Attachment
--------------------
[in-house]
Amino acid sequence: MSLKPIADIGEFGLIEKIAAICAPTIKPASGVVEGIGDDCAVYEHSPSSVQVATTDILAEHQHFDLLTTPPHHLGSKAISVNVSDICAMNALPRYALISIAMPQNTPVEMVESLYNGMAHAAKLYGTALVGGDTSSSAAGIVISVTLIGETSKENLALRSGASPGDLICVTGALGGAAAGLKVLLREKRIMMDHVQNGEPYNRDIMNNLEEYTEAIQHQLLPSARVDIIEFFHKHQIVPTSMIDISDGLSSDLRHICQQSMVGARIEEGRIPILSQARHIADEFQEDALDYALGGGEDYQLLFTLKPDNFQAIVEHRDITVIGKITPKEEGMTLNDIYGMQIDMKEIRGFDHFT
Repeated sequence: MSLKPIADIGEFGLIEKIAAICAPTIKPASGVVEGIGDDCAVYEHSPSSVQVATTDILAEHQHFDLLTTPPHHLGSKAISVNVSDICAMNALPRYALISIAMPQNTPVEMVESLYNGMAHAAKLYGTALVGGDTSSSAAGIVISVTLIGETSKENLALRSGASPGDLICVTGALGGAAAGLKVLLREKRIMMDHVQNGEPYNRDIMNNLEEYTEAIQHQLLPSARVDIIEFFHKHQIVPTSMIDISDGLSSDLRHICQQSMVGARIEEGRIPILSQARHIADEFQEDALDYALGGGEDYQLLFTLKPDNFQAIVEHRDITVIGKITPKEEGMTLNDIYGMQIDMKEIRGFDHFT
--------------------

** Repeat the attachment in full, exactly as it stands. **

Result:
[in-house]
Amino acid sequence: MSLKPIADIGEFGLIEKIAAICAPTIKPASGVVEGIGDDCAVYEHSPSSVQVATTDILAEHQHFDLLTTPPHHLGSKAISVNVSDICAMNALPRYALISIAMPQNTPVEMVESLYNGMAHAAKLYGTALVGGDTSSSAAGIVISVTLIGETSKENLALRSGASPGDLICVTGALGGAAAGLKVLLREKRIMMDHVQNGEPYNRDIMNNLEEYTEAIQHQLLPSARVDIIEFFHKHQIVPTSMIDISDGLSSDLRHICQQSMVGARIEEGRIPILSQARHIADEFQEDALDYALGGGEDYQLLFTLKPDNFQAIVEHRDITVIGKITPKEEGMTLNDIYGMQIDMKEIRGFDHFT
Repeated sequence: MSLKPIADIGEFGLIEKIAAICAPTIKPASGVVEGIGDDCAVYEHSPSSVQVATTDILAEHQHFDLLTTPPHHLGSKAISVNVSDICAMNALPRYALISIAMPQNTPVEMVESLYNGMAHAAKLYGTALVGGDTSSSAAGIVISVTLIGETSKENLALRSGASPGDLICVTGALGGAAAGLKVLLREKRIMMDHVQNGEPYNRDIMNNLEEYTEAIQHQLLPSARVDIIEFFHKHQIVPTSMIDISDGLSSDLRHICQQSMVGARIEEGRIPILSQARHIADEFQEDALDYALGGGEDYQLLFTLKPDNFQAIVEHRDITVIGKITPKEEGMTLNDIYGMQIDMKEIRGFDHFT